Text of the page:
I am toying with the idea of converting my small-room stereo setup to an ambiophonic setup by using an acoustic barrier. Perhaps I can also add rear ambience speakers by using the old passive Hafler/Dynaco L-R circuit. And if I could implement an adjustable time delay to the ambience channels that could be very interesting. I think it would be very effective and a lot of fun to try.
I had read about or seen pictures of the acoustic barrier that you are talking about. I didn't know, however, that the speakers should be very close together.

The problem is that I know I wouldn't be comfortable sitting with the end of a mattress, or anything else, 6" to a foot from my face. The only way I can see living with this ambiophonic setup is if the barrier was very thin and non-obtrusive.


Yes, that's the problem most folks have with the acoustic absorptive barrier, but it is very effective and demonstrates the principle. It is kind of mind blowing that even with the speakers a few feet apart the stereo image appears wider than a two-speaker system with the normal stereo configuration.

Glasgal's system started out using the barrier, but now he implements it via computer-controlled electronics, which is also very effective but more expensive. I was merely suggesting you try the acoustic barrier configuration to understand the capabilities and sonic performance that can be achieved. It need not be a permanent thing...

That's a good suggestion. When I move to my new listening room I'll give it a try.

Is Glasgal's system the one in the photo with the MBLs at the front and the Soundlabs at the back?
I should have noted in my original post that my system rarely reaches level 6 and quite often doesn't even reach level 5.

I should also have noted that this post could just as easily have gone into the "preamplifier" forum because I believe that getting to level 5 and 6 is as much a function of the preamp as it is the speakers or room. The first, and only, time that I experienced level 6 in my room was when using an Aesthetix Callisto Signature linestage. I now have one on order.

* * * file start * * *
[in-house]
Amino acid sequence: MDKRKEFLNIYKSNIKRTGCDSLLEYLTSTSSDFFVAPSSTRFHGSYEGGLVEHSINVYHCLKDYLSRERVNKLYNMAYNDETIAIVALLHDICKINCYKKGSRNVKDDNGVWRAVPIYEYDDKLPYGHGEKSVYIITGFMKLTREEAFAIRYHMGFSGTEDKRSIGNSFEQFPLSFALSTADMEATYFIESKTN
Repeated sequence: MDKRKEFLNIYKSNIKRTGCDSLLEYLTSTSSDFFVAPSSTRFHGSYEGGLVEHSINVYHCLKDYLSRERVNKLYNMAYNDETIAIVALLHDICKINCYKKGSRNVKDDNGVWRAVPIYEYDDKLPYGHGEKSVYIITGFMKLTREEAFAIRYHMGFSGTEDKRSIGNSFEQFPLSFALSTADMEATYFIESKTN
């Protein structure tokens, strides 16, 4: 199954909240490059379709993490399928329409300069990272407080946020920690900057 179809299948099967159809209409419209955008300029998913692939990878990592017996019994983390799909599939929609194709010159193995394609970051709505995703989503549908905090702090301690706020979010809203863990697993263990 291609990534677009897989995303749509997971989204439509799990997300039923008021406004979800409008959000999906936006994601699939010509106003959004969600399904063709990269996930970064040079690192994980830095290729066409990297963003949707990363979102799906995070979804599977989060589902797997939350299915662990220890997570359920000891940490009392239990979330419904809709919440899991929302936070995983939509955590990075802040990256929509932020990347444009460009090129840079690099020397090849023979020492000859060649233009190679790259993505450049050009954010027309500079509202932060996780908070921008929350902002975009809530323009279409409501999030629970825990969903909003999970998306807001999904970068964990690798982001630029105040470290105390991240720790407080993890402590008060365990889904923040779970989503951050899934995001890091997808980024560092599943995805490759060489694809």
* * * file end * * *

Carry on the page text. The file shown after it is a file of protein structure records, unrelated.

while spatiality, dimensionality and dispersion are important. it is the naturalness or accuracy of timbre that is most important. i recently attended 2 concerts, one a string quartet, the other a trio of lutenists.

i attended the concerts with a friend. at no time did we peerceive music coming from or seeming to be playing insider our heads. we were sitting far away from the stage and were not conscious of locality.

nor is it that relevant to the enjoyment of the music. i was pleased to be able to appreciate the true sound of an instrument and unconcerned where it was coming from.

from what i read on this forum, timbre is under appreciated and staging is over valued.
Very well. My post only covers location, not all the other things that a system has to do properly.

The following isn't by way of argumentation it is just more ramblings about locality or, better still NON-LOCALITY...

You mentioned that you were not conscious of locality at the concerts. That's exaclty what I'm striving to achieve with my system (as far as the recording will allow).
At the concert the music was 'just there', it 'just was.' There was no need to think about where it was coming from because it was completely natural sounding as are all sounds in the real world. I agree that knowing where it was coming from wouldn’t add anything to the appreciation of the music.